aristocrats have been, up about 1 percent for the last two years. Yeah, we’re about

risk management and all that. Jeff Kikel: Okay, risk management is one thing. You got to participate, dude. You can’t just

not be involved in [00:32:00] the tech sector because it’s risky. It’s risky not to be in

it. Inflation is going up 3 percent and you’re turning in a 1 percent return. That’s not good.

Ron Lang: No. If you’re conservative, hey, have at it. Yeah. The other thing too, people don’t realize prior to 1980, but definitely 1970 , on average, a profitable company would

pay back five to 10% dividend. Yeah. Yeah. Typically five to 10% annually prior to that

point. But with the advent of technology and growth stocks and biotech at, post 1980 with

hedge funds and and private equity. A two point half to 3% dividend is considered good.

Yeah. Jeff Kikel: It’s the s and p average is one point I think 1.72% right now for the s and

p 500, the top 500 stocks in the country, and the average dividend is 1.7%, which is.

Ron Lang: And they, and I understood look back in the day, they’re like look, we don’t want to pay a dividend or pay as much of a [00:33:00] dividend.

Ron Lang: Cause we’re still growing. Yeah. I get all that. But at the end of the day, they have, they have cash war chest that are unbelievable. And I think one of the, and

I think this is ironic and we can wrap it up. The number one, the greatest investor of all time, Warren Buffett. Loves profitable companies.

Ron Lang: And loves companies that pay dividends. Yes. Yes. He loves that. But guess what? His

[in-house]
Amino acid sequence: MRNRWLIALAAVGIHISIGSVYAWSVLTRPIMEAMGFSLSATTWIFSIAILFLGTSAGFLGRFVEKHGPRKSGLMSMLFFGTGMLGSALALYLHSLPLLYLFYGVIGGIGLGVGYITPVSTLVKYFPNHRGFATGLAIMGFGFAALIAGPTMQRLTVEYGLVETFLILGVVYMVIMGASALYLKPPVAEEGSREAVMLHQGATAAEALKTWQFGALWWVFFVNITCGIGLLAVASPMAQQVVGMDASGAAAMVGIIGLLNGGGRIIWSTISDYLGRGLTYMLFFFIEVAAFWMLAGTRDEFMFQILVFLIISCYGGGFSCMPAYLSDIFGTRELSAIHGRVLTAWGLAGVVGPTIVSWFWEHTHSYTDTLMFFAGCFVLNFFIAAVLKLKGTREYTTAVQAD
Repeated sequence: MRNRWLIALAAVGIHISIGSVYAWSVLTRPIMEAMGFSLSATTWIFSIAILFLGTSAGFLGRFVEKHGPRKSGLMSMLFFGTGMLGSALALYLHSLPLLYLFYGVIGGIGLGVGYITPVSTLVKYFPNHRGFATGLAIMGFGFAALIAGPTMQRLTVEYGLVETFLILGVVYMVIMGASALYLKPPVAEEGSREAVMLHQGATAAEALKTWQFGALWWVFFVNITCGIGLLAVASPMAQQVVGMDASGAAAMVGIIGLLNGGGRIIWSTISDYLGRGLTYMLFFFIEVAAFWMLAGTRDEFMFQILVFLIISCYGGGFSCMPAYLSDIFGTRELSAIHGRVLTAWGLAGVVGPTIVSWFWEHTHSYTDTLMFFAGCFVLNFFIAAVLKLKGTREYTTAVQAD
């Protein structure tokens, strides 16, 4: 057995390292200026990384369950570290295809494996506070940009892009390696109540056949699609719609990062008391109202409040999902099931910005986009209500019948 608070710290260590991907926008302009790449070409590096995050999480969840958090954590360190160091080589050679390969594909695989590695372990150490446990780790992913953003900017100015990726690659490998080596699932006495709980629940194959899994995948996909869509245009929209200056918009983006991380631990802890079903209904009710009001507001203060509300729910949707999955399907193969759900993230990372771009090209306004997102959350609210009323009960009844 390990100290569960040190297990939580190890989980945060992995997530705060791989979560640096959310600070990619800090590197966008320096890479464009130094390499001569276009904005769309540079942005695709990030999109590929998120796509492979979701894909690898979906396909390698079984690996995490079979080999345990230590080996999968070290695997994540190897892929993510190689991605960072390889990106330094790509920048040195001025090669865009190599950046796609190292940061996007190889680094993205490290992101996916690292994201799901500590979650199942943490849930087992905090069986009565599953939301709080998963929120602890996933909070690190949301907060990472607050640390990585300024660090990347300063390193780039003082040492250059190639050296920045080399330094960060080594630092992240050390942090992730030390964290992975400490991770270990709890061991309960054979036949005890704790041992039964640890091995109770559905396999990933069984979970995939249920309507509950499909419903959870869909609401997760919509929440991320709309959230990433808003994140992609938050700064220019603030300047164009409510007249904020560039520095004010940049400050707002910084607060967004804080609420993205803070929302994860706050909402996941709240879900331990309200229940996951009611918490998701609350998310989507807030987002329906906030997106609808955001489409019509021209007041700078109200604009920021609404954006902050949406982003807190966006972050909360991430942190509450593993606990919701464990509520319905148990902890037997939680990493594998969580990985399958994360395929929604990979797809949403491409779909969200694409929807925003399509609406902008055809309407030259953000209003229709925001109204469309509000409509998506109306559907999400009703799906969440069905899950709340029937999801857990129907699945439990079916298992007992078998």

company doesn’t, his stock doesn’t pay a dividend. Yeah. I’ve always loved he, I heard numbers

between 150 and 200 billion sitting in cash. Yep. Why? Why hasn’t anybody gone to him and

said, why aren’t you returning some of this to your shareholders? . But he looks at his performance for the last 60 years, which you can’t deny. But at

the end of the day, he would be returning dividends back to himself. I don’t under,

I’ve never understood that. I never heard him truly questioned and squeezed on that

question. I’m not really sure why.[00:34:00] Jeff Kikel: Yeah, it’s interesting. And then he’ll build up, it’s interesting. I heard

this statistic and it’s, it was interesting to me, Mr, hedge fund or, Mr I want dividends

and all that his largest positions outside of the companies that he owns is he does uncovered

puts. Jeff Kikel: Every single week, right? That’s what he does. That’s where he generates income

and he generates return off of that so that’s one of the one of the areas that he uses to

return better from that perspective Ron Lang: And another big investors will do deep in the money calls. Yeah, that’s the

other thing that they do. Ron Lang: Yep. That’s interesting, but that’s a good one for another Jeff Kikel: podcast. Absolutely. So next week on the show we’ll do our normal market roundup,

but we’ll also I’m going to do a segment like Ron did a couple of weeks ago on covered calls

and option strategies. That’s, my background for 30 years.[00:35:00] Jeff Kikel: I figured I would share some of those. Strategies with you guys that that

I use and Ron uses in his client portfolios but also I think it’s, interesting if you’re

managing your own portfolio we’ll look to do that next week. Thank y’all for being here.

As always, we appreciate it. Jeff Kikel: Give us a thumbs up if you like this type of stuff and certainly make sure

that you share your, your comments with us because we’d love to have a conversation with

you. So thanks a lot. And we’ll see you guys back here the very next time. ​